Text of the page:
EXCLUSIVE INTERVIEW: Peterborough MP on Brexit after she voted to remain in EU and city voted to leave

She voted Remain in the EU referendum, but Peterborough MP Fiona Onasanya says you have to respect the will of the people.

Sunday, 16th July 2017, 12:00 pm
Updated Tuesday, 18th July 2017, 8:23 am
Fiona Onasanya making her maiden speech

The Labour MP for Peterborough said: “I voted Remain because for me I was looking at it with a lawyer hat on. The European Court of Human Rights, if you don’t agree with things here you have another tier to go to.

“What happens when we lose that tier, how long will it take to incorporate those European laws - some very good laws - into our own constitution?

“Likewise, I did not think things were perfect as they were. I was like ‘I would like to vote Remain, but things need to change’. So I fully understand why people turned around and said ‘we need to get out, we absolutely need to leave. This isn’t what we first signed up to. It’s moved metres away from what it was and we don’t want to be a part of that’.

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“I think you have to respect the will of the people. In Peterborough 61 per cent said we wanted to leave. Now I need to make sure we are cautious but not careless with negotiations going forward.”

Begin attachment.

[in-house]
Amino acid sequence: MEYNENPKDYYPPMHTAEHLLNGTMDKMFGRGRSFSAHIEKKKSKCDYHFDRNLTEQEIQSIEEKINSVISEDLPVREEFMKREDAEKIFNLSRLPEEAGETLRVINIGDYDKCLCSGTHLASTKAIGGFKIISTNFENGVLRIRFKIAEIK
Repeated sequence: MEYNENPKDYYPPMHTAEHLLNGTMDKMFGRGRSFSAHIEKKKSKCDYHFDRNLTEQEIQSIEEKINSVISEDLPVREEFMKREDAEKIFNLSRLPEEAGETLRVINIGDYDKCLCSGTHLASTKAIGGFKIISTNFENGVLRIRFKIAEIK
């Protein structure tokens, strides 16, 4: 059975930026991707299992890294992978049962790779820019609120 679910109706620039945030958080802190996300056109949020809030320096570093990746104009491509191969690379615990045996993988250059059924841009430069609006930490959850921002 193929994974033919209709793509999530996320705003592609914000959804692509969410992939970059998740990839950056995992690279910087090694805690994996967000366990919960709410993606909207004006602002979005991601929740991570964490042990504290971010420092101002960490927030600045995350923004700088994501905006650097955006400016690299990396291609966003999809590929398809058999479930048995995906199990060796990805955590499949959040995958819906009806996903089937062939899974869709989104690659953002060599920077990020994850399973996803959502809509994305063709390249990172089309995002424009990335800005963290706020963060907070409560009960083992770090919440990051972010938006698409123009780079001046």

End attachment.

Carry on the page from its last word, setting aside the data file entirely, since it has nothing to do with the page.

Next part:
The priority for Ms Onasanya in the Brexit negotiations is trade and jobs.

Asked if Peterborough voted to Leave because of immigration she said she could not say what persuaded people to vote the way they did, but that managed migration is necessary.

Asked if immigration has been good for Peterborough, she replied: “I think we have benefitted from it. We get 40 per cent of our trade from the EU.”

On the St Michael’s Gate saga, which saw more than 70 households evicted from a single estate to make way for homeless people, she said: “It was absolutely outrageous. How are you making people homeless to let a company come in to get it for homeless people? It doesn’t make sense at all.”

Asked if she blamed Peterborough City Council for what happened at St Michael’s Gate - after the authority struck a deal to use the properties as temporary accommodation - she said: “I would like to look in more detail around it, but I think it’s farcical what happened.”